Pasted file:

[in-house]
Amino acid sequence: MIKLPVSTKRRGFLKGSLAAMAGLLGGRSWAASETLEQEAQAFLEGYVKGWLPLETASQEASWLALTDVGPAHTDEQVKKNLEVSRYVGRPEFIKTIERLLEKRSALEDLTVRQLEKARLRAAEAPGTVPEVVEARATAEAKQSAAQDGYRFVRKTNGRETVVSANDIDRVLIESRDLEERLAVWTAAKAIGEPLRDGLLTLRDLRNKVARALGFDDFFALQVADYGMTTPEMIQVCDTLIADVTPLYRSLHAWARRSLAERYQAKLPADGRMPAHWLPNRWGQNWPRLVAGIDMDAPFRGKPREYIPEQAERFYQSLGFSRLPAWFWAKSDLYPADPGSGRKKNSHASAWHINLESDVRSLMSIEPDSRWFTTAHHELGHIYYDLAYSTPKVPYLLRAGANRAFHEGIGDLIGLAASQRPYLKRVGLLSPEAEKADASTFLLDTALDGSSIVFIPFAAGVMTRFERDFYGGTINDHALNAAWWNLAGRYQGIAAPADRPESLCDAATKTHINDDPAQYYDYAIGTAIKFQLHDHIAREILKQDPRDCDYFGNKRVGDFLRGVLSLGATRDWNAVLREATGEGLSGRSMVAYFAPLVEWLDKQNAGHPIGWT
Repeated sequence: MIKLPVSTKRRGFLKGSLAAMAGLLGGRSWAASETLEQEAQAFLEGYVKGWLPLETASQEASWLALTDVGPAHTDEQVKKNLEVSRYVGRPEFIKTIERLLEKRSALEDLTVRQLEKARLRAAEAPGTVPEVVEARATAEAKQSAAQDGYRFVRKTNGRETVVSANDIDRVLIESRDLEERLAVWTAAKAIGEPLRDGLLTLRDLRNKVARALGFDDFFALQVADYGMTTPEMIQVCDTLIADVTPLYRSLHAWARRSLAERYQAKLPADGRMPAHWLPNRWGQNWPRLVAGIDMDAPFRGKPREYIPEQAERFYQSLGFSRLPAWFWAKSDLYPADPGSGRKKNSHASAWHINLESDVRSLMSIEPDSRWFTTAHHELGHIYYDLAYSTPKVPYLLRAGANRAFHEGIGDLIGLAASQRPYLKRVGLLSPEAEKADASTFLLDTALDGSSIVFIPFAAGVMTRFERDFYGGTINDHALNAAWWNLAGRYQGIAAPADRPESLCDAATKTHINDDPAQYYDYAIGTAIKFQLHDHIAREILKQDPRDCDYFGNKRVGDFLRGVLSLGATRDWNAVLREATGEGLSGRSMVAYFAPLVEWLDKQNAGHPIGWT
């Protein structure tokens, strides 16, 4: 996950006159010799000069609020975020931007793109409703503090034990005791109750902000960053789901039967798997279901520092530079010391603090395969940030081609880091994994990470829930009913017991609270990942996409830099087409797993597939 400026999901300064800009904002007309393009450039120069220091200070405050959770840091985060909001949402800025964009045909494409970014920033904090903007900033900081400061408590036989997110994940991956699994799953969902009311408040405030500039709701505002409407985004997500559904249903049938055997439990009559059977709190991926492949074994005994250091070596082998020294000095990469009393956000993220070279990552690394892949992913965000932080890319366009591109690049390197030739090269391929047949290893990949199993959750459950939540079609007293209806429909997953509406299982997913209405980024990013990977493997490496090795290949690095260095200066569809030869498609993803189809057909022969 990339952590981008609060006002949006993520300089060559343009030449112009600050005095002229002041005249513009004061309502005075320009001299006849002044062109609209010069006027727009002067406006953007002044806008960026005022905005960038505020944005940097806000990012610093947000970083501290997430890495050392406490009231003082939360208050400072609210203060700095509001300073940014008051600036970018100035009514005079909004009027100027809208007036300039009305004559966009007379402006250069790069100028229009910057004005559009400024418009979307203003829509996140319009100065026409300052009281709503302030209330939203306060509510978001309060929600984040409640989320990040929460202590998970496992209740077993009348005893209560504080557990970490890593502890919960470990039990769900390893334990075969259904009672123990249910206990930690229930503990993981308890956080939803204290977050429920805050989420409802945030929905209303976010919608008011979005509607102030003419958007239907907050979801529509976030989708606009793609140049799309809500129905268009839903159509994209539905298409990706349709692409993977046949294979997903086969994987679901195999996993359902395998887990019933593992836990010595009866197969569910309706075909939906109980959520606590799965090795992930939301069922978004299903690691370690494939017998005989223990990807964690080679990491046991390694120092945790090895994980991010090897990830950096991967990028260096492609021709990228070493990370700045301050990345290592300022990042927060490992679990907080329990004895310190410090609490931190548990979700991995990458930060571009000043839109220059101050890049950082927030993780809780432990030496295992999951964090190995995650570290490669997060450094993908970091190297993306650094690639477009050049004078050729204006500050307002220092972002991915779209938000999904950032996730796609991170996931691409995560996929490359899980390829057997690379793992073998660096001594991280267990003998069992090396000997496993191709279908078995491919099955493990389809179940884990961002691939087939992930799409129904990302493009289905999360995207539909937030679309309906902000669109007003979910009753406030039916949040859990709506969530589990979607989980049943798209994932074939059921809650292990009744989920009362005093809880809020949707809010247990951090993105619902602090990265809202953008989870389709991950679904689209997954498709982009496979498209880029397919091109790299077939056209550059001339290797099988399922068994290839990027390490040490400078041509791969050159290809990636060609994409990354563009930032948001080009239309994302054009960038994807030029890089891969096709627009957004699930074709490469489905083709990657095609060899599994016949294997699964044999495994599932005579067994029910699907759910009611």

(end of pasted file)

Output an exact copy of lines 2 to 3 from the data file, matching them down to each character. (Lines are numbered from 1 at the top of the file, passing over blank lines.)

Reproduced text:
Amino acid sequence: MIKLPVSTKRRGFLKGSLAAMAGLLGGRSWAASETLEQEAQAFLEGYVKGWLPLETASQEASWLALTDVGPAHTDEQVKKNLEVSRYVGRPEFIKTIERLLEKRSALEDLTVRQLEKARLRAAEAPGTVPEVVEARATAEAKQSAAQDGYRFVRKTNGRETVVSANDIDRVLIESRDLEERLAVWTAAKAIGEPLRDGLLTLRDLRNKVARALGFDDFFALQVADYGMTTPEMIQVCDTLIADVTPLYRSLHAWARRSLAERYQAKLPADGRMPAHWLPNRWGQNWPRLVAGIDMDAPFRGKPREYIPEQAERFYQSLGFSRLPAWFWAKSDLYPADPGSGRKKNSHASAWHINLESDVRSLMSIEPDSRWFTTAHHELGHIYYDLAYSTPKVPYLLRAGANRAFHEGIGDLIGLAASQRPYLKRVGLLSPEAEKADASTFLLDTALDGSSIVFIPFAAGVMTRFERDFYGGTINDHALNAAWWNLAGRYQGIAAPADRPESLCDAATKTHINDDPAQYYDYAIGTAIKFQLHDHIAREILKQDPRDCDYFGNKRVGDFLRGVLSLGATRDWNAVLREATGEGLSGRSMVAYFAPLVEWLDKQNAGHPIGWT
Repeated sequence: MIKLPVSTKRRGFLKGSLAAMAGLLGGRSWAASETLEQEAQAFLEGYVKGWLPLETASQEASWLALTDVGPAHTDEQVKKNLEVSRYVGRPEFIKTIERLLEKRSALEDLTVRQLEKARLRAAEAPGTVPEVVEARATAEAKQSAAQDGYRFVRKTNGRETVVSANDIDRVLIESRDLEERLAVWTAAKAIGEPLRDGLLTLRDLRNKVARALGFDDFFALQVADYGMTTPEMIQVCDTLIADVTPLYRSLHAWARRSLAERYQAKLPADGRMPAHWLPNRWGQNWPRLVAGIDMDAPFRGKPREYIPEQAERFYQSLGFSRLPAWFWAKSDLYPADPGSGRKKNSHASAWHINLESDVRSLMSIEPDSRWFTTAHHELGHIYYDLAYSTPKVPYLLRAGANRAFHEGIGDLIGLAASQRPYLKRVGLLSPEAEKADASTFLLDTALDGSSIVFIPFAAGVMTRFERDFYGGTINDHALNAAWWNLAGRYQGIAAPADRPESLCDAATKTHINDDPAQYYDYAIGTAIKFQLHDHIAREILKQDPRDCDYFGNKRVGDFLRGVLSLGATRDWNAVLREATGEGLSGRSMVAYFAPLVEWLDKQNAGHPIGWT